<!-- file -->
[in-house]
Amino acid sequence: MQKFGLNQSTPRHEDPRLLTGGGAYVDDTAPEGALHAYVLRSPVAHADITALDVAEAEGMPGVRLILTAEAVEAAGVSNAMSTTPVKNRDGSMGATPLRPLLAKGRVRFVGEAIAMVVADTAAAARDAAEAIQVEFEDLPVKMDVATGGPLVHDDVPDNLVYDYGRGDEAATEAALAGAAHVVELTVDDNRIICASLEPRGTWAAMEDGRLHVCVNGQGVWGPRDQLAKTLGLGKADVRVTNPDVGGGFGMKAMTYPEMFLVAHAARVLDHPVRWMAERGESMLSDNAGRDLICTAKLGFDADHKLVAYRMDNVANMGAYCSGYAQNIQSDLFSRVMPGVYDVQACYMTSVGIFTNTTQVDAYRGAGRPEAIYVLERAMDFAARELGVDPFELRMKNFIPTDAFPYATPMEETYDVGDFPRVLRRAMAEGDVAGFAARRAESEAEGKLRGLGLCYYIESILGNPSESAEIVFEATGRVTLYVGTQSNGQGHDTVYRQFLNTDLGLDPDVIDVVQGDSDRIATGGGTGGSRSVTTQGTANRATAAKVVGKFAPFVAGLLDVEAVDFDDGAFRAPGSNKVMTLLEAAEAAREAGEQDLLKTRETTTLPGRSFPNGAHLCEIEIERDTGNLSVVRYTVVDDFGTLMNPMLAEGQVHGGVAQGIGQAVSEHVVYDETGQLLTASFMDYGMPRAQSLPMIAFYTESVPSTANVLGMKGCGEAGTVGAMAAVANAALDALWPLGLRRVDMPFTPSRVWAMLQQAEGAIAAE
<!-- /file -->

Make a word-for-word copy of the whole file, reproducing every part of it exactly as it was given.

[in-house]
Amino acid sequence: MQKFGLNQSTPRHEDPRLLTGGGAYVDDTAPEGALHAYVLRSPVAHADITALDVAEAEGMPGVRLILTAEAVEAAGVSNAMSTTPVKNRDGSMGATPLRPLLAKGRVRFVGEAIAMVVADTAAAARDAAEAIQVEFEDLPVKMDVATGGPLVHDDVPDNLVYDYGRGDEAATEAALAGAAHVVELTVDDNRIICASLEPRGTWAAMEDGRLHVCVNGQGVWGPRDQLAKTLGLGKADVRVTNPDVGGGFGMKAMTYPEMFLVAHAARVLDHPVRWMAERGESMLSDNAGRDLICTAKLGFDADHKLVAYRMDNVANMGAYCSGYAQNIQSDLFSRVMPGVYDVQACYMTSVGIFTNTTQVDAYRGAGRPEAIYVLERAMDFAARELGVDPFELRMKNFIPTDAFPYATPMEETYDVGDFPRVLRRAMAEGDVAGFAARRAESEAEGKLRGLGLCYYIESILGNPSESAEIVFEATGRVTLYVGTQSNGQGHDTVYRQFLNTDLGLDPDVIDVVQGDSDRIATGGGTGGSRSVTTQGTANRATAAKVVGKFAPFVAGLLDVEAVDFDDGAFRAPGSNKVMTLLEAAEAAREAGEQDLLKTRETTTLPGRSFPNGAHLCEIEIERDTGNLSVVRYTVVDDFGTLMNPMLAEGQVHGGVAQGIGQAVSEHVVYDETGQLLTASFMDYGMPRAQSLPMIAFYTESVPSTANVLGMKGCGEAGTVGAMAAVANAALDALWPLGLRRVDMPFTPSRVWAMLQQAEGAIAAE